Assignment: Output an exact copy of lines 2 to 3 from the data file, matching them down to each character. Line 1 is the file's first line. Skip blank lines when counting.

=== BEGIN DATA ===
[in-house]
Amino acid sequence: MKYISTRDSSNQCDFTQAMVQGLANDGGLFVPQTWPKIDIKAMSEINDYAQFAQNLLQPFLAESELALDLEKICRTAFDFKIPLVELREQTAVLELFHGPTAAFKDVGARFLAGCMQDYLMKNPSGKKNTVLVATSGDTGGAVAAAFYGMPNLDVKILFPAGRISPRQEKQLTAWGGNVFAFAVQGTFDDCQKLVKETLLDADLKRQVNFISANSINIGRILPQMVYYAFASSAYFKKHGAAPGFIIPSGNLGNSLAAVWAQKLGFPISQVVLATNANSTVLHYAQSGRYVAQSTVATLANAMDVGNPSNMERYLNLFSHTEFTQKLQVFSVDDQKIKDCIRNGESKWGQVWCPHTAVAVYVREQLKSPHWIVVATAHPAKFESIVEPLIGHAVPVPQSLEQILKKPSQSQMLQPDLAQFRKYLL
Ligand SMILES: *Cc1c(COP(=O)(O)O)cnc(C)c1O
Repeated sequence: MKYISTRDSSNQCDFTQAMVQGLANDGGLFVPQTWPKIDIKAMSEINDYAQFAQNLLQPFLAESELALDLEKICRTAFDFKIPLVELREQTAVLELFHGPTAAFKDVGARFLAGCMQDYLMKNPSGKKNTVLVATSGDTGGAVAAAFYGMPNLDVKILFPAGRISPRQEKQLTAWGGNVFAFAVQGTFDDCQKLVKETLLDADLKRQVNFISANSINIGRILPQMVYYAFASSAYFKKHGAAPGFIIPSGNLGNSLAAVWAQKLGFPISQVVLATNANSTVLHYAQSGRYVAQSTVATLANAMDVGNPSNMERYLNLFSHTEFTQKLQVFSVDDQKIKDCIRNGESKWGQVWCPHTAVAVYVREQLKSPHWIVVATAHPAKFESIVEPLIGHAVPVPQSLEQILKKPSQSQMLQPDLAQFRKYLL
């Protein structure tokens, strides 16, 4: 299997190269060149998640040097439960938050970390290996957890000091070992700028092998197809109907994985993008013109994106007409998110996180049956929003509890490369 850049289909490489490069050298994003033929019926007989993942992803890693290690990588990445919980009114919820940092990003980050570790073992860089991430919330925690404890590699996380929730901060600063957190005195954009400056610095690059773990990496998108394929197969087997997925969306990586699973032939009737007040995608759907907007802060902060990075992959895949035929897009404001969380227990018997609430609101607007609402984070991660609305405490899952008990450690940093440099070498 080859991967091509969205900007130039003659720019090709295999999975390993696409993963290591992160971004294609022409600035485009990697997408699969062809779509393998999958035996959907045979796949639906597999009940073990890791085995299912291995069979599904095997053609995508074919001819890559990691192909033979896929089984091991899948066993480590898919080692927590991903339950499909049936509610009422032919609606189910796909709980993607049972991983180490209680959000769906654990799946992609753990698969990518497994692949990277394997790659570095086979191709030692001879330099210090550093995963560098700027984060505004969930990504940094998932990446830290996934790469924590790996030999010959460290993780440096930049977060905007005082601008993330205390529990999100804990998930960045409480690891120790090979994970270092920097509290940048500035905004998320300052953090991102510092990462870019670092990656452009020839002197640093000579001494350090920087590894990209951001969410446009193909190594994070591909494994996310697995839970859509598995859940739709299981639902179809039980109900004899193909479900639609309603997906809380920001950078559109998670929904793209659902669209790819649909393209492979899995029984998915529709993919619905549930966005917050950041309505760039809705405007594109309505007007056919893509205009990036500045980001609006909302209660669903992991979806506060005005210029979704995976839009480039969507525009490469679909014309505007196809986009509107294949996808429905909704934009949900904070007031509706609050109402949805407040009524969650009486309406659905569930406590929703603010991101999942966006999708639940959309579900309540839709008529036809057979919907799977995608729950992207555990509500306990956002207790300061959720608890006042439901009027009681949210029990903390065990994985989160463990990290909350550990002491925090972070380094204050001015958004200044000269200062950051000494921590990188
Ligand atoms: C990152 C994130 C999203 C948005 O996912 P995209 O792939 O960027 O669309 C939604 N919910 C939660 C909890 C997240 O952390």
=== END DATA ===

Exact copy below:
Amino acid sequence: MKYISTRDSSNQCDFTQAMVQGLANDGGLFVPQTWPKIDIKAMSEINDYAQFAQNLLQPFLAESELALDLEKICRTAFDFKIPLVELREQTAVLELFHGPTAAFKDVGARFLAGCMQDYLMKNPSGKKNTVLVATSGDTGGAVAAAFYGMPNLDVKILFPAGRISPRQEKQLTAWGGNVFAFAVQGTFDDCQKLVKETLLDADLKRQVNFISANSINIGRILPQMVYYAFASSAYFKKHGAAPGFIIPSGNLGNSLAAVWAQKLGFPISQVVLATNANSTVLHYAQSGRYVAQSTVATLANAMDVGNPSNMERYLNLFSHTEFTQKLQVFSVDDQKIKDCIRNGESKWGQVWCPHTAVAVYVREQLKSPHWIVVATAHPAKFESIVEPLIGHAVPVPQSLEQILKKPSQSQMLQPDLAQFRKYLL
Ligand SMILES: *Cc1c(COP(=O)(O)O)cnc(C)c1O